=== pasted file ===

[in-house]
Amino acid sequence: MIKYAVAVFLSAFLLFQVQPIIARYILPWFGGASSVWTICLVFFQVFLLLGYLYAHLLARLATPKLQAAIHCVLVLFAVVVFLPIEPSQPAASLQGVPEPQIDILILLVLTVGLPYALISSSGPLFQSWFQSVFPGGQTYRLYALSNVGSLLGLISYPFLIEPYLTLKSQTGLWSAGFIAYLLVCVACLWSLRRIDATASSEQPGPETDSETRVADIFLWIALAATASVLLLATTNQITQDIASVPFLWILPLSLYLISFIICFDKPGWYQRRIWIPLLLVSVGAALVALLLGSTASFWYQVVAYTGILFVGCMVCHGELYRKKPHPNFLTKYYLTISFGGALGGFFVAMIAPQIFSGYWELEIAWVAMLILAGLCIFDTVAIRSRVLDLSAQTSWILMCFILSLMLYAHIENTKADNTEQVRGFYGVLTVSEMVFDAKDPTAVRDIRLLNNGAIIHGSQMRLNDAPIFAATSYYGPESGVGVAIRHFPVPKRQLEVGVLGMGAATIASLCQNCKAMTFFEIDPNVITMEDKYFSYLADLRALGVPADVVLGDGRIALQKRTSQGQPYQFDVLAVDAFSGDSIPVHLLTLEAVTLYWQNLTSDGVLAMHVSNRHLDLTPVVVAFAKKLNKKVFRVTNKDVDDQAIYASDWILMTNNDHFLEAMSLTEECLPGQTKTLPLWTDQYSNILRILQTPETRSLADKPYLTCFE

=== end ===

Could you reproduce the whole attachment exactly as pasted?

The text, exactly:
[in-house]
Amino acid sequence: MIKYAVAVFLSAFLLFQVQPIIARYILPWFGGASSVWTICLVFFQVFLLLGYLYAHLLARLATPKLQAAIHCVLVLFAVVVFLPIEPSQPAASLQGVPEPQIDILILLVLTVGLPYALISSSGPLFQSWFQSVFPGGQTYRLYALSNVGSLLGLISYPFLIEPYLTLKSQTGLWSAGFIAYLLVCVACLWSLRRIDATASSEQPGPETDSETRVADIFLWIALAATASVLLLATTNQITQDIASVPFLWILPLSLYLISFIICFDKPGWYQRRIWIPLLLVSVGAALVALLLGSTASFWYQVVAYTGILFVGCMVCHGELYRKKPHPNFLTKYYLTISFGGALGGFFVAMIAPQIFSGYWELEIAWVAMLILAGLCIFDTVAIRSRVLDLSAQTSWILMCFILSLMLYAHIENTKADNTEQVRGFYGVLTVSEMVFDAKDPTAVRDIRLLNNGAIIHGSQMRLNDAPIFAATSYYGPESGVGVAIRHFPVPKRQLEVGVLGMGAATIASLCQNCKAMTFFEIDPNVITMEDKYFSYLADLRALGVPADVVLGDGRIALQKRTSQGQPYQFDVLAVDAFSGDSIPVHLLTLEAVTLYWQNLTSDGVLAMHVSNRHLDLTPVVVAFAKKLNKKVFRVTNKDVDDQAIYASDWILMTNNDHFLEAMSLTEECLPGQTKTLPLWTDQYSNILRILQTPETRSLADKPYLTCFE